Employer-sponsored insurance trends
Written by Katie Carpenter
Dec 9, 2013 4:57 PM
As health insurance premiums rise for the 67 percent of Pennsylvanians who are getting health insurance through their jobs, employers are looking for ways to contain costs.
The average employer-based family premium in Pennsylvania surpassed the $15,000 mark in 2011, and most businesses now require their employees to share in those costs -- meaning the average worker is paying close to $4,000 in annual health insurance premiums.
But, behind the round numbers is volatility from workplace to workplace.
Matt Pfeiffenberger is a vice president at Murray Securus, a Lancaster-based risk management firm. He says rate hikes for employers renewing their benefits in July were all over the map. “We saw the whole gamut,” Pfeiffenberger explains.
“We saw clients who got very favorable increases, some in the single digits, five or eight percent. We saw some get increases of 15 to 20 percent. We also saw clients getting 30-plus and 40-plus increases over last year's renewal.”
Much of the inconsistency, he says, is related to a company's demographics and experience.
“If you have a company -- let's say a roofing company -- where there are 40 employees, but 36 of them are 27 year old single guys, generally their rate's going to be pretty favorable. Because generally 27 year old guys aren't using their health care on a regular basis.”
The basic trend has been a 10 to 12 percent annual increase in premiums across the midstate.
Pfeiffenberger says the basic trend has been a 10 to 12 percent annual increase in health insurance premiums across the midstate.
So, one of the ways employers are trying to keep up with the rising costs is through benefit changes, like higher deductibles.
Conrad Siegel Actuaries in Harrisburg has been surveying Central PA companies about employee benefits since 2001, and partner Rob Glus says deductibles have changed drastically in the past few years.
“The percentage of companies that are offering higher deductible health plans -- whether they are technically offering high deductible health plans or not depends on your definition -- but deductibles of over $1,000, which I think that's how most people would at least intuitively think of high deductible, went from 6 percent in 2006 to 36 percent by 2012,” Glus explains.
The numbers that appear in the survey are consistent with national averages, and Glus expects to see an even greater shift toward so-called consumer-driven health plans in the future.
“Consumer-driven designs, very simply, are higher deductible plans,” he says. “Plans that put more responsibility on the employees to make decisions, and generally use some sort of account-based system to have the employees take some responsibility for, 'Do I want to save money?' 'Do I have an incentive to be healthier?'"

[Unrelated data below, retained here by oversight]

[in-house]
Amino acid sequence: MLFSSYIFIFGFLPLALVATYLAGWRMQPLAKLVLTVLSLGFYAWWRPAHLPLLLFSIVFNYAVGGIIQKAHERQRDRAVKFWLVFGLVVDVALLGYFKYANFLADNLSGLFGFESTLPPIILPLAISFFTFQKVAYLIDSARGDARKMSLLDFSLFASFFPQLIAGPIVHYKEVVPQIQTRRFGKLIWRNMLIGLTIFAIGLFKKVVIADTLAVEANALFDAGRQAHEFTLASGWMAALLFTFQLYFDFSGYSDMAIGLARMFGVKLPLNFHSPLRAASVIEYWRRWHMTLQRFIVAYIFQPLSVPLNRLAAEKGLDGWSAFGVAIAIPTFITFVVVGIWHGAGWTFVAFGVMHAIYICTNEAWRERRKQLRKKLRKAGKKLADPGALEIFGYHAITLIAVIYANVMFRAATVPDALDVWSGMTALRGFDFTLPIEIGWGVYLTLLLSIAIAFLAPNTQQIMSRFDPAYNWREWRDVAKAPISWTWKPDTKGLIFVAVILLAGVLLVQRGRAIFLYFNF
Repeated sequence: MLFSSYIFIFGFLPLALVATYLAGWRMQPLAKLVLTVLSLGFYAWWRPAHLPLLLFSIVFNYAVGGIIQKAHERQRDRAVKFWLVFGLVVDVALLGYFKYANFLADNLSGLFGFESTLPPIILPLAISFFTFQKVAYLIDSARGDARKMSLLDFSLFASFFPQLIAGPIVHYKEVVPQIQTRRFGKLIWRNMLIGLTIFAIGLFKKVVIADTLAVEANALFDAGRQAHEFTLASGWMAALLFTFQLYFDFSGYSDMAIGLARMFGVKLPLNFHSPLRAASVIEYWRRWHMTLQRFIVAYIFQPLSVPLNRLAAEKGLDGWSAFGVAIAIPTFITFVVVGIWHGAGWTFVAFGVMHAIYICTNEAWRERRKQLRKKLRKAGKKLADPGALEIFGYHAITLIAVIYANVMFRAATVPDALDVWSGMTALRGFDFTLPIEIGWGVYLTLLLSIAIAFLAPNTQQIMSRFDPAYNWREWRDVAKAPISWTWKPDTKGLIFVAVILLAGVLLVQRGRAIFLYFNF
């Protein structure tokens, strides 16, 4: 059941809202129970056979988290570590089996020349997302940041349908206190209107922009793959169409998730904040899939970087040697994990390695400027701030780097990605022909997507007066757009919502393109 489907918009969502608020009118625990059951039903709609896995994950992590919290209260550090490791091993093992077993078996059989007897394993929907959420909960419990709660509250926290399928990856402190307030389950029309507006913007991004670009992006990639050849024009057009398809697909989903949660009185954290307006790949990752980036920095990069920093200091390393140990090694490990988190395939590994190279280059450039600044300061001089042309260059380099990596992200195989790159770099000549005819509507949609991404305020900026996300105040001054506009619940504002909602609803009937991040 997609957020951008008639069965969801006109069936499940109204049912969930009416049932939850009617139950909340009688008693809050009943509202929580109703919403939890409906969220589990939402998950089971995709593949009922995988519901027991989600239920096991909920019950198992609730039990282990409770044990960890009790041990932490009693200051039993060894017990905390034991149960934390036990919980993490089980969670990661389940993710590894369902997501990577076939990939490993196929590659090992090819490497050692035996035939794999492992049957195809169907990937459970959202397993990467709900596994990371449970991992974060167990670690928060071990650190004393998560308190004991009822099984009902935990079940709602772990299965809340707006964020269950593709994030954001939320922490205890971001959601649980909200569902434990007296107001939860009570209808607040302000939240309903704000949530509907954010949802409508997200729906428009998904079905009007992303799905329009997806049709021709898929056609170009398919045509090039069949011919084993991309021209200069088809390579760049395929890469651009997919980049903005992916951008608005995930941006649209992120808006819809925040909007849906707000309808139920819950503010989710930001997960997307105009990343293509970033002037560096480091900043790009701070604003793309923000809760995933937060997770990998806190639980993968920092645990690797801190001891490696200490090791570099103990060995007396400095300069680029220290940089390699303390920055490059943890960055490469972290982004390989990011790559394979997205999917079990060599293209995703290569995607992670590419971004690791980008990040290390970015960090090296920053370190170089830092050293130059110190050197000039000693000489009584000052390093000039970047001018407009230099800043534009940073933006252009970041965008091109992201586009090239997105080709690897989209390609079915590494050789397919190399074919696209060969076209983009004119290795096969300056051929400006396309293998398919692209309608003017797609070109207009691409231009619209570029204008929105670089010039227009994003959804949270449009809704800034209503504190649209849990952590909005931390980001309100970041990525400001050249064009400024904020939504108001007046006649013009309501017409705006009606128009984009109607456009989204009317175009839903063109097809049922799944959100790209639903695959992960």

Health savings accounts allow workers to use pre-tax dollars to help pay for medical care.
The health savings accounts Glus references allow workers to use pre-tax dollars to help pay for medical care until their plan's deductible has been met.
With just 11 percent of midstate employers offering this sort of coverage, Glus says the region is lagging behind national trends. But, he says he believes consumer-driven designs are the future and the area is going to catch up eventually.
When it comes to the Affordable Care Act, large employers aren't expected to see major changes until the requirement to either offer employees insurance or pay a penalty takes effect in 2015. Even then, neither Glus nor Murray's Matt Pfeiffenberger expects many midstate companies to drop coverage.
However, smaller companies should notice changes, under the ACA, when new rating restrictions kick-in next year. No longer will insurance companies be able to factor things like gender and health conditions into their small group rates. It has Pfeiffenberger concerned for companies with up to 50 employees.
“Hopefully, we won't see some of the spikes that we're anticipating and hopefully they'll be relegated to just a few companies,” he says. “But we are concerned that changes in the demographics -- changes in the underwriting criteria -- that are coming out of the act with good intention are actually having this unintended consequence of insurance carries having to up the ante for some of these smaller groups.”
Until the health care law fully kicks in two years from now, employers large and small are still sharing health care expenses with employees and still searching for ways to keep those costs under control.
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